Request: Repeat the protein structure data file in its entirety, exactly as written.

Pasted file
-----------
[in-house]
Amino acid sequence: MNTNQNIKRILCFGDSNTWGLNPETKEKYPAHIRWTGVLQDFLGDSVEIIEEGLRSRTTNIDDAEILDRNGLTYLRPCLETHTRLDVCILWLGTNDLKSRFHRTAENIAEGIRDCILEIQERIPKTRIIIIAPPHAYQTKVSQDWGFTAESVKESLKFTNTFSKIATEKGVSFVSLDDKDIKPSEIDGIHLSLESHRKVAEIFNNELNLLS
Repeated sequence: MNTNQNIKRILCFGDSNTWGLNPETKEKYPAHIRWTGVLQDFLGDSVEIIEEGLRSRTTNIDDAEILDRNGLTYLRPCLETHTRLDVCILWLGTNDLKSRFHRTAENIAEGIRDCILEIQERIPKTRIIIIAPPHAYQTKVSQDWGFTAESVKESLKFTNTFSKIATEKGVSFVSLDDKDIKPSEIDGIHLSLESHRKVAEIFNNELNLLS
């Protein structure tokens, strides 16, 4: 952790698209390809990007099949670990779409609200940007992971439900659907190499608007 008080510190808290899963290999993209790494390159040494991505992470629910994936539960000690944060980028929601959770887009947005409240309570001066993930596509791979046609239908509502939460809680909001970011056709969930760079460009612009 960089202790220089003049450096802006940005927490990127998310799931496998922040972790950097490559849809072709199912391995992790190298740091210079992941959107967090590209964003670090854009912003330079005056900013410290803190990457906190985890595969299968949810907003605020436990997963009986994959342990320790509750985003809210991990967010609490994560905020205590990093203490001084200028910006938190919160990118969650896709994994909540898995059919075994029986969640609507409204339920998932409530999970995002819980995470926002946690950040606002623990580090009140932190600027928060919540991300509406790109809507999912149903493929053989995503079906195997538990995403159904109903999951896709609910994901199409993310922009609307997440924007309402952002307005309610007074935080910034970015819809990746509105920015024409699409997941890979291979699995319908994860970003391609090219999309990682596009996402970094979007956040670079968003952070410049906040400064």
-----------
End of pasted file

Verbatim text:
[in-house]
Amino acid sequence: MNTNQNIKRILCFGDSNTWGLNPETKEKYPAHIRWTGVLQDFLGDSVEIIEEGLRSRTTNIDDAEILDRNGLTYLRPCLETHTRLDVCILWLGTNDLKSRFHRTAENIAEGIRDCILEIQERIPKTRIIIIAPPHAYQTKVSQDWGFTAESVKESLKFTNTFSKIATEKGVSFVSLDDKDIKPSEIDGIHLSLESHRKVAEIFNNELNLLS
Repeated sequence: MNTNQNIKRILCFGDSNTWGLNPETKEKYPAHIRWTGVLQDFLGDSVEIIEEGLRSRTTNIDDAEILDRNGLTYLRPCLETHTRLDVCILWLGTNDLKSRFHRTAENIAEGIRDCILEIQERIPKTRIIIIAPPHAYQTKVSQDWGFTAESVKESLKFTNTFSKIATEKGVSFVSLDDKDIKPSEIDGIHLSLESHRKVAEIFNNELNLLS
């Protein structure tokens, strides 16, 4: 952790698209390809990007099949670990779409609200940007992971439900659907190499608007 008080510190808290899963290999993209790494390159040494991505992470629910994936539960000690944060980028929601959770887009947005409240309570001066993930596509791979046609239908509502939460809680909001970011056709969930760079460009612009 960089202790220089003049450096802006940005927490990127998310799931496998922040972790950097490559849809072709199912391995992790190298740091210079992941959107967090590209964003670090854009912003330079005056900013410290803190990457906190985890595969299968949810907003605020436990997963009986994959342990320790509750985003809210991990967010609490994560905020205590990093203490001084200028910006938190919160990118969650896709994994909540898995059919075994029986969640609507409204339920998932409530999970995002819980995470926002946690950040606002623990580090009140932190600027928060919540991300509406790109809507999912149903493929053989995503079906195997538990995403159904109903999951896709609910994901199409993310922009609307997440924007309402952002307005309610007074935080910034970015819809990746509105920015024409699409997941890979291979699995319908994860970003391609090219999309990682596009996402970094979007956040670079968003952070410049906040400064």